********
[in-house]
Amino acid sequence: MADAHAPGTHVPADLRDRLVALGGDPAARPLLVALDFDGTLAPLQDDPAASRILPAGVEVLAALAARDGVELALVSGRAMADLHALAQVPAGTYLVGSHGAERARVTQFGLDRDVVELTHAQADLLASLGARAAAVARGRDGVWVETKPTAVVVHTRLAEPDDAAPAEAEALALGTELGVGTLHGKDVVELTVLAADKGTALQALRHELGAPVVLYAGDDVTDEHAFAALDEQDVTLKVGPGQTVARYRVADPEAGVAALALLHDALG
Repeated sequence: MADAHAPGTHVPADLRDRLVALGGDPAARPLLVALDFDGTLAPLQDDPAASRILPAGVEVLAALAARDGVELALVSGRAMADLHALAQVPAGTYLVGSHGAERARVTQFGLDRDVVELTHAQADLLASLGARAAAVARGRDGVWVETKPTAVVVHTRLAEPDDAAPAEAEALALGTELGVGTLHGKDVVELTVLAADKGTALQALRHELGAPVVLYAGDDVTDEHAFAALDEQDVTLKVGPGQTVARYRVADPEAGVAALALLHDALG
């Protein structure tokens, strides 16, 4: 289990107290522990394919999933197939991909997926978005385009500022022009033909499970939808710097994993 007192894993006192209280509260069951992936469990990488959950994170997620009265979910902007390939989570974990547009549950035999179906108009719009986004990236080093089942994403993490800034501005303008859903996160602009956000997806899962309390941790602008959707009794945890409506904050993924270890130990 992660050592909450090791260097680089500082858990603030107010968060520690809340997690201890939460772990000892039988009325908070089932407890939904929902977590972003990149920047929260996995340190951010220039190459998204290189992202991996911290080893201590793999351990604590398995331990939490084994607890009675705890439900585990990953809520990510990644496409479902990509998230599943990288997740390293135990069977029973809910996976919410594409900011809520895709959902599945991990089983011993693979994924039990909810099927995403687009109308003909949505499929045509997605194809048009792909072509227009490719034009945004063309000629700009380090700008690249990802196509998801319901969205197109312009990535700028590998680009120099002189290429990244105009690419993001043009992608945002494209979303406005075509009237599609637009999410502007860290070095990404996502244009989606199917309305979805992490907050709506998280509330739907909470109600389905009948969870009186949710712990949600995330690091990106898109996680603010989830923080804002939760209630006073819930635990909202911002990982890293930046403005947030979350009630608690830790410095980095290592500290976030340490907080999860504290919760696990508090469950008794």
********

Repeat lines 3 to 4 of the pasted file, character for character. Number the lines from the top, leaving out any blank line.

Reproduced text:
Repeated sequence: MADAHAPGTHVPADLRDRLVALGGDPAARPLLVALDFDGTLAPLQDDPAASRILPAGVEVLAALAARDGVELALVSGRAMADLHALAQVPAGTYLVGSHGAERARVTQFGLDRDVVELTHAQADLLASLGARAAAVARGRDGVWVETKPTAVVVHTRLAEPDDAAPAEAEALALGTELGVGTLHGKDVVELTVLAADKGTALQALRHELGAPVVLYAGDDVTDEHAFAALDEQDVTLKVGPGQTVARYRVADPEAGVAALALLHDALG
């Protein structure tokens, strides 16, 4: 289990107290522990394919999933197939991909997926978005385009500022022009033909499970939808710097994993 007192894993006192209280509260069951992936469990990488959950994170997620009265979910902007390939989570974990547009549950035999179906108009719009986004990236080093089942994403993490800034501005303008859903996160602009956000997806899962309390941790602008959707009794945890409506904050993924270890130990 992660050592909450090791260097680089500082858990603030107010968060520690809340997690201890939460772990000892039988009325908070089932407890939904929902977590972003990149920047929260996995340190951010220039190459998204290189992202991996911290080893201590793999351990604590398995331990939490084994607890009675705890439900585990990953809520990510990644496409479902990509998230599943990288997740390293135990069977029973809910996976919410594409900011809520895709959902599945991990089983011993693979994924039990909810099927995403687009109308003909949505499929045509997605194809048009792909072509227009490719034009945004063309000629700009380090700008690249990802196509998801319901969205197109312009990535700028590998680009120099002189290429990244105009690419993001043009992608945002494209979303406005075509009237599609637009999410502007860290070095990404996502244009989606199917309305979805992490907050709506998280509330739907909470109600389905009948969870009186949710712990949600995330690091990106898109996680603010989830923080804002939760209630006073819930635990909202911002990982890293930046403005947030979350009630608690830790410095980095290592500290976030340490907080999860504290919760696990508090469950008794």